When Stephen Wilder, principal of Think Wilder Architecture first joined CU Grow, a vendor development program led by Facilities and Operations, his main goal was to gain exposure within Columbia and position his company as a leading architectural firm serving the Harlem community.
But as his business expanded, he grew concerned that he would be forced to leave Harlem unless he found adequate and affordable office space to accommodate his growing team.
Wilder put the resources of CU Grow to work, networking with past program participants and coaches during a recent event when he met William Etheridge, a former CU Grow coach and licensed real estate broker. Wilder shared his office space challenge with Etheridge, who had an inside track to available storefront space at a building Etheridge represents in Harlem.
After additional conversations and a tour of the space, a deal was made, and Think Wilder Architecture was able to obtain new office spaces in Harlem.
“Working with William has helped me transition into a space that allows me to stay in the Harlem community where my business has been based since its inception,” said Wilder. “Due to the commercial market at the time, this was not a guarantee when I first started looking in 2019.”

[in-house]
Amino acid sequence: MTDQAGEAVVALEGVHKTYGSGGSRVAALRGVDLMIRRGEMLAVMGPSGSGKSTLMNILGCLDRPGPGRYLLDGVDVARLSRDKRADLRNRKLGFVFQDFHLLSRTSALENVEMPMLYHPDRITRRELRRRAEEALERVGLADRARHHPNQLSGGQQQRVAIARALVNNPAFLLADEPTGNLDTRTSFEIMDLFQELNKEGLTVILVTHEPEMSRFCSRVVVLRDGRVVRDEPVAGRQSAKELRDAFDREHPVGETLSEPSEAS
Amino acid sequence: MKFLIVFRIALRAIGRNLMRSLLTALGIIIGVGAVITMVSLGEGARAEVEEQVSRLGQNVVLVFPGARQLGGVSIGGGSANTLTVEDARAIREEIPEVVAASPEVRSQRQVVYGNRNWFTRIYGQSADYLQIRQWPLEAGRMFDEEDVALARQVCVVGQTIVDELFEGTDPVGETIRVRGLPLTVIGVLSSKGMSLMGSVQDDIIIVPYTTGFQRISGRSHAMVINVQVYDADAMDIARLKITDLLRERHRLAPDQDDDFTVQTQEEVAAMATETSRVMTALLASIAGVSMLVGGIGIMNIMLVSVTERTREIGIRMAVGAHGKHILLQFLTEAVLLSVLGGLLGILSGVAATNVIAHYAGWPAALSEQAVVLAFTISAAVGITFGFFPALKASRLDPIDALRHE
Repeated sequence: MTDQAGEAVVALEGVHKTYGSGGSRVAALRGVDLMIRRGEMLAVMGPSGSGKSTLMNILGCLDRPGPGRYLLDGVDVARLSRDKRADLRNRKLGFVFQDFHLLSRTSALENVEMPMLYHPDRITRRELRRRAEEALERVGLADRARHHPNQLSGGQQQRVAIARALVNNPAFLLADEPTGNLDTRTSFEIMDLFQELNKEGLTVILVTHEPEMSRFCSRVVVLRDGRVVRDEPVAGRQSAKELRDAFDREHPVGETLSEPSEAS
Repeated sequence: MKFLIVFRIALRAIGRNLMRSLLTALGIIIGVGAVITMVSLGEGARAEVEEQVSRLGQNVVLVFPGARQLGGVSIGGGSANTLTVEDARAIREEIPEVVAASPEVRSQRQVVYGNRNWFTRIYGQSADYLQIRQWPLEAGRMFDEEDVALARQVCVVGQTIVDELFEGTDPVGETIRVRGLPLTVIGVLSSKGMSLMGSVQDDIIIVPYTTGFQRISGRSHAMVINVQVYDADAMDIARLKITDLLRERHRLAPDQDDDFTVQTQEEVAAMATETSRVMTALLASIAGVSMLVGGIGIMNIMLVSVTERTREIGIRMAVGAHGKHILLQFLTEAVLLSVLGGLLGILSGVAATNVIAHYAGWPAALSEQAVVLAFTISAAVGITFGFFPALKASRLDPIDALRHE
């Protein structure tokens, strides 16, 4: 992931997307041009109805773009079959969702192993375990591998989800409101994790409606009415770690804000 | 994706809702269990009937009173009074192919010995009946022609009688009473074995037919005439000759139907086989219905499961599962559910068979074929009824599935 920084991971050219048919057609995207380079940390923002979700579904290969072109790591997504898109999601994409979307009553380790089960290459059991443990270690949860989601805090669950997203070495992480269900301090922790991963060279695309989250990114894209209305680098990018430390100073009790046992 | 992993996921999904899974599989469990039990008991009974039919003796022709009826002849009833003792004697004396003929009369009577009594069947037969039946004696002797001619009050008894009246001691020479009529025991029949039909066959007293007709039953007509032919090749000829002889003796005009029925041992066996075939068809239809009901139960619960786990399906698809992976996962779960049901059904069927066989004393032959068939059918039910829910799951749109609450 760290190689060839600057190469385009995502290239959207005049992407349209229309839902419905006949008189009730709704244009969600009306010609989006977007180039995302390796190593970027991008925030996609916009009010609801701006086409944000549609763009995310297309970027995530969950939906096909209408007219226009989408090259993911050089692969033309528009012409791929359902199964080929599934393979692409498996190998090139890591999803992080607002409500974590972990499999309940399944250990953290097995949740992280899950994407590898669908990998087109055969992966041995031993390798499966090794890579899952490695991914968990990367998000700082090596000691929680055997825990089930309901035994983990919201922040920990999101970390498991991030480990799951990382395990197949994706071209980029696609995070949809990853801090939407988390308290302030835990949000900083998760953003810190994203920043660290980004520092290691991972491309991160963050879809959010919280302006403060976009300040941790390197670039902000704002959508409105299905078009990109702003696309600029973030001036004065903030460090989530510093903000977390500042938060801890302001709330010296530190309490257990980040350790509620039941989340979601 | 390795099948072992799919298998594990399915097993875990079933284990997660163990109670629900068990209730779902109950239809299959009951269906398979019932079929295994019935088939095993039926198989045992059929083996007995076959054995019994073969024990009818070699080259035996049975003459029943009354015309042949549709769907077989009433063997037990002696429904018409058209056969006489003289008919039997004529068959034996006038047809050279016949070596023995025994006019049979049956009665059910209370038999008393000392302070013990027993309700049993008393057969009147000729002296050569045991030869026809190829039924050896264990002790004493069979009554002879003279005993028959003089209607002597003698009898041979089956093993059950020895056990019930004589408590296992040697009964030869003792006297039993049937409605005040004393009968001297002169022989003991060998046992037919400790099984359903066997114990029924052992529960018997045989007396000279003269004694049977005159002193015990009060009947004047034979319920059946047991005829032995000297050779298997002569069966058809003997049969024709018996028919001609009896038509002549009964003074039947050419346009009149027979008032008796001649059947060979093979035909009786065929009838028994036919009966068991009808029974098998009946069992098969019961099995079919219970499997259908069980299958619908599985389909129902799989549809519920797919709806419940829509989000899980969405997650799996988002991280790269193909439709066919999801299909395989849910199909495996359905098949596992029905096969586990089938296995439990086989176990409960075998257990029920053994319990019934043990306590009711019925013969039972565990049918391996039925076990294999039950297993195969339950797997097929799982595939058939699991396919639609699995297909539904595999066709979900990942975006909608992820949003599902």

Think Wilder Architecture, a full-service architecture firm, provides services that extend from the planning stage to design development through construction administration.
They have a portfolio of residential and commercial design projects throughout New York and New Jersey.
Learn more about Stephen Wilder and Think Wilder Architecture from this episode of the MWBE Corner on Urbanology, a radio show hosted by CU Grow program administrators Tanya Pope and Scharlene de la Cruz, where Wilder discusses the challenges of being a young person of color pursuing a career in architecture, with hopes to give back to his community in Harlem writes Columbia University.
Photo credit: (L-R): William Etheridge, former CU Grow coach and licensed real estate broker, Stephen Wilder, CU Grow 2021 participant and Principal, ThinkWilder Architecture (Photo credit: Chris Fox-Kelly – CFK Photography)